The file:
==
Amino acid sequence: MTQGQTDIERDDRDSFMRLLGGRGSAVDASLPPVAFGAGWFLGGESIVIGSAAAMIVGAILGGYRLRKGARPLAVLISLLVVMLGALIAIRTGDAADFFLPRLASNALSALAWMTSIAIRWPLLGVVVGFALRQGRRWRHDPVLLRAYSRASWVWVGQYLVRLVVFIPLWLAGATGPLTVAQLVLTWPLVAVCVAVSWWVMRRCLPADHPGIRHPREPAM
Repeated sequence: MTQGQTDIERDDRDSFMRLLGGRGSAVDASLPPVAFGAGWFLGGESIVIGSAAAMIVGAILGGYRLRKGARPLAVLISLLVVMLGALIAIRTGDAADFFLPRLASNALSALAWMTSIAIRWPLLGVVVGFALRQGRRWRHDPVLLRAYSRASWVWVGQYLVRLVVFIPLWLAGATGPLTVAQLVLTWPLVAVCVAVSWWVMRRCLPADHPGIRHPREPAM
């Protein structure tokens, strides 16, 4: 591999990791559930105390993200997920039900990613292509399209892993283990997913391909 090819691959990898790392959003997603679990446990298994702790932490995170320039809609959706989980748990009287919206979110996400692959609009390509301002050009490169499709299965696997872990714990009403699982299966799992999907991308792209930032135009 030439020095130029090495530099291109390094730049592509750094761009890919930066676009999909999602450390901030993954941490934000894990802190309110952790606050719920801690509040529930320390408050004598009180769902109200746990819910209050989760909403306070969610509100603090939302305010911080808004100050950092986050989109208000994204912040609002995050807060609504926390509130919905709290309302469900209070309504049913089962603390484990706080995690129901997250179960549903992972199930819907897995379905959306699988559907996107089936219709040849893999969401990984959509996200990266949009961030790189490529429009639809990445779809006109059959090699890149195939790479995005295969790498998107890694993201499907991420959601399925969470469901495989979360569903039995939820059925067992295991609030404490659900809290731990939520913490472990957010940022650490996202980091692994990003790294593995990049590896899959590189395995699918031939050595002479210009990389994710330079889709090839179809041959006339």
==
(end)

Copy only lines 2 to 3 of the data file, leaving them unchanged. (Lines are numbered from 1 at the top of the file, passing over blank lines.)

Repeated sequence: MTQGQTDIERDDRDSFMRLLGGRGSAVDASLPPVAFGAGWFLGGESIVIGSAAAMIVGAILGGYRLRKGARPLAVLISLLVVMLGALIAIRTGDAADFFLPRLASNALSALAWMTSIAIRWPLLGVVVGFALRQGRRWRHDPVLLRAYSRASWVWVGQYLVRLVVFIPLWLAGATGPLTVAQLVLTWPLVAVCVAVSWWVMRRCLPADHPGIRHPREPAM
């Protein structure tokens, strides 16, 4: 591999990791559930105390993200997920039900990613292509399209892993283990997913391909 090819691959990898790392959003997603679990446990298994702790932490995170320039809609959706989980748990009287919206979110996400692959609009390509301002050009490169499709299965696997872990714990009403699982299966799992999907991308792209930032135009 030439020095130029090495530099291109390094730049592509750094761009890919930066676009999909999602450390901030993954941490934000894990802190309110952790606050719920801690509040529930320390408050004598009180769902109200746990819910209050989760909403306070969610509100603090939302305010911080808004100050950092986050989109208000994204912040609002995050807060609504926390509130919905709290309302469900209070309504049913089962603390484990706080995690129901997250179960549903992972199930819907897995379905959306699988559907996107089936219709040849893999969401990984959509996200990266949009961030790189490529429009639809990445779809006109059959090699890149195939790479995005295969790498998107890694993201499907991420959601399925969470469901495989979360569903039995939820059925067992295991609030404490659900809290731990939520913490472990957010940022650490996202980091692994990003790294593995990049590896899959590189395995699918031939050595002479210009990389994710330079889709090839179809041959006339």